Hundreds of students, faculty and community members gathered at USF to protest the immigration ban implemented by President Donald Trump on Friday.
Two pink pussyhats, which were donned by thousands during the women’s march on Jan. 21, and three red Make America Great Again caps were spotted in the crowd accompanying the dozens of hand-drawn signs refuting the new immigration ban.
“No hate, no fear, refugees are welcome here” was scribbled across a poster board, echoing one of the many chants erupting through the plaza over the course of two hours.
Elizabeth Aranda, a sociology professor at USF, was one of the many faculty members and students to speak at the protest.
“The travel ban on immigrants from muslim countries will affect our country’s ability to attract the best and brightest of the world to study at our institutions, like this one and will prove detrimental to securing talented individuals to work in our leading industries,” Aranda said. “Banning refugees is a stain on our country.
“Future generations will judge us on these actions. It’s up to all of us to stand up for what’s right and to make sure we support evidence based policies. We stand ready to help any students, staff member or faculty who feel threatened and under duress by these recent actions. We are here for you.”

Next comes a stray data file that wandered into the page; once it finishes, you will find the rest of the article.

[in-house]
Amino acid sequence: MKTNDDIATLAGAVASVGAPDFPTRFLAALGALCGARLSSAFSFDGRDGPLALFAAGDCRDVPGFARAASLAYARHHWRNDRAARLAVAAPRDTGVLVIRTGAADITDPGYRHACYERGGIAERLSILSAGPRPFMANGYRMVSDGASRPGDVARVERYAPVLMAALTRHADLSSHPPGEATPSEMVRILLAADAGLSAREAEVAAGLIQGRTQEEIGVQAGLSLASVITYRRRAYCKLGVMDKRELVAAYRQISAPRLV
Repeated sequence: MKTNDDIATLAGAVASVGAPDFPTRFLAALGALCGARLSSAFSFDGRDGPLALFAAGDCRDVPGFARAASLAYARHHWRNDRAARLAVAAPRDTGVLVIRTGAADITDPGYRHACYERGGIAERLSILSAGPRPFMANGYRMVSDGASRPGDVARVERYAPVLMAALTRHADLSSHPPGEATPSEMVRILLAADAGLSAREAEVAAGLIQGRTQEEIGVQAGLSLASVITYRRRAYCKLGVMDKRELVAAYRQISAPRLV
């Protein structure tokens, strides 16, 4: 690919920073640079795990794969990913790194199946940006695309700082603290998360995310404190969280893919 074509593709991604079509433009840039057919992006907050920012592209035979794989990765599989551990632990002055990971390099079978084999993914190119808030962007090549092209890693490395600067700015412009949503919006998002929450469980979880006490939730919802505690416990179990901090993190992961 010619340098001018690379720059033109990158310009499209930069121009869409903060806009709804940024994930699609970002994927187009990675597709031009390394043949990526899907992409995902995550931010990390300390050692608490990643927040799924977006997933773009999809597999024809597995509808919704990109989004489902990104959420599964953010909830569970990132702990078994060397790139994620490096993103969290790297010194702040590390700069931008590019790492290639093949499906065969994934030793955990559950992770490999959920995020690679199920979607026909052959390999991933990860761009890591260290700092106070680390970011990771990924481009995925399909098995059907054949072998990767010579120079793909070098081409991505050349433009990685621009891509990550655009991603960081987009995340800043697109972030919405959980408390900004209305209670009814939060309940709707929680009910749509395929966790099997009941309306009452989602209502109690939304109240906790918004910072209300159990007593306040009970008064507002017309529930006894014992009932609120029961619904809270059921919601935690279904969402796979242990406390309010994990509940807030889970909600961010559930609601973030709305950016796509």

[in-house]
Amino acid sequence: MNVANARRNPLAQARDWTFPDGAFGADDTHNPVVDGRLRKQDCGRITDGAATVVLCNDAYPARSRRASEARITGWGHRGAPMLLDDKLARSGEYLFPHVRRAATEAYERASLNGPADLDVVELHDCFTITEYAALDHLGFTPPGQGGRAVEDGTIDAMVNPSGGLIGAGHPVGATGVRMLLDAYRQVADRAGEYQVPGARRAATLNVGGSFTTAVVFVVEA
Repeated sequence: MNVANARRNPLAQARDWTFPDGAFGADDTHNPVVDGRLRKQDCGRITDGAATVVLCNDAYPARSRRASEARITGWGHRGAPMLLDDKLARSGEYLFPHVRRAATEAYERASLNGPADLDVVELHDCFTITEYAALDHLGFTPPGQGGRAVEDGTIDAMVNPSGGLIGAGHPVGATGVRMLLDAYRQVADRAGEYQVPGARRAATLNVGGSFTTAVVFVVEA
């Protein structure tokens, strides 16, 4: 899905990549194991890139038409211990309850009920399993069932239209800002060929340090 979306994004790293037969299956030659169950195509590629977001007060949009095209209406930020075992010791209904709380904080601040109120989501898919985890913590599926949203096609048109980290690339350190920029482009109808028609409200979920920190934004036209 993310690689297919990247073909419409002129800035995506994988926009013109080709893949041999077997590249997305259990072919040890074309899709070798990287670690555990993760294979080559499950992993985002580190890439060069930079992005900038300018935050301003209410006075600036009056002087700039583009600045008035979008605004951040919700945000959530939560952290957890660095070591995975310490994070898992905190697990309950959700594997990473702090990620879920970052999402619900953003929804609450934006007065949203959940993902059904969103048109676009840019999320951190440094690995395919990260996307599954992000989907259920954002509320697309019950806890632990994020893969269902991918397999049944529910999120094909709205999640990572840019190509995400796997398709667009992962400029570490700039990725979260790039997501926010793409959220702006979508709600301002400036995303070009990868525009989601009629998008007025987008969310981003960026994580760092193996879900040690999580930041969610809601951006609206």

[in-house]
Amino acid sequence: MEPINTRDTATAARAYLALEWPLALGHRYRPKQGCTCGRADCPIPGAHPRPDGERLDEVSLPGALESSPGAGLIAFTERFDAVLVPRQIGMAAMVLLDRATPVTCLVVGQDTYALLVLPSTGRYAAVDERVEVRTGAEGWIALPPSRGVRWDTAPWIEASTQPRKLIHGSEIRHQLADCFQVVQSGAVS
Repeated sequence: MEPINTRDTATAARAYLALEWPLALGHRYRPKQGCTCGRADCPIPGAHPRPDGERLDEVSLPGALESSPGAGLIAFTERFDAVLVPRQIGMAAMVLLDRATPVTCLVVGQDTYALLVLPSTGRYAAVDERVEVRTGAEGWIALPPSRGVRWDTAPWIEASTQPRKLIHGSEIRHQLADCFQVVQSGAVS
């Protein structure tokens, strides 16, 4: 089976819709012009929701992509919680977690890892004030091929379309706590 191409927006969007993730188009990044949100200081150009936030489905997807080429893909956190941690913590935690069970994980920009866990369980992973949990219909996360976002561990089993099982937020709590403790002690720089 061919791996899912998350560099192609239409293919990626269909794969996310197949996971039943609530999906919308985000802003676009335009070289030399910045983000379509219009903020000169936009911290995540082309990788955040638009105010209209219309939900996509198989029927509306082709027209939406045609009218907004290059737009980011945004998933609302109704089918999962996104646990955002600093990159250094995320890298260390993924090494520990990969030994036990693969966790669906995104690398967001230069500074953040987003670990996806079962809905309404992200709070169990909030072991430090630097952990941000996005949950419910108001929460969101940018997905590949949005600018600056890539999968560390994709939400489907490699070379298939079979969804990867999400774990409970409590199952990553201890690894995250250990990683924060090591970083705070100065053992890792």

Students shared their personal immigration stories, praised the unity present on campus today and urged onlookers to continue the fight against the ban.
“I’m here today to show my support to the amazing diverse community of students, staff and faculty at USF,” Aranda said. “I’m also a researcher who studies immigration and immigrant lives… So let’s take a look at facts, not alternative facts, but actual facts that should guide immigration policy.”
A Muslim-American wearing a hijab led the crowd in singing “This land,” students and faculty linked arms in a symbolic display of unity and students from a variety of races and religions shared their outrage at the ban on refugees and citizens of seven Muslim-majority countries.
The protest took place at the Dr. Martin Luther King Jr. Plaza at 12 p.m. Monday. Many in attendance ended the protest on a march to the Patel building on the other side of campus.
A similar protest had been held Sunday in Ybor city and thousands have rallied at airports across the nation and in Washington D.C. in opposition to the ban.
A statement was sent out to students late Monday evening from System President Judy Genshaft that expressed the university's position of supporting the echange of ideas and creating a safe environment for all students.
"Even while we are closely studying the potential outcomes of the recent U.S. administration’s executive order regarding the citizens of seven specific foreign countries, our commitment to cultural and institutional diversity remains steadfast," the statement said. "We are absolutely committed to the success of all our faculty, staff and students, national and international, and always will be."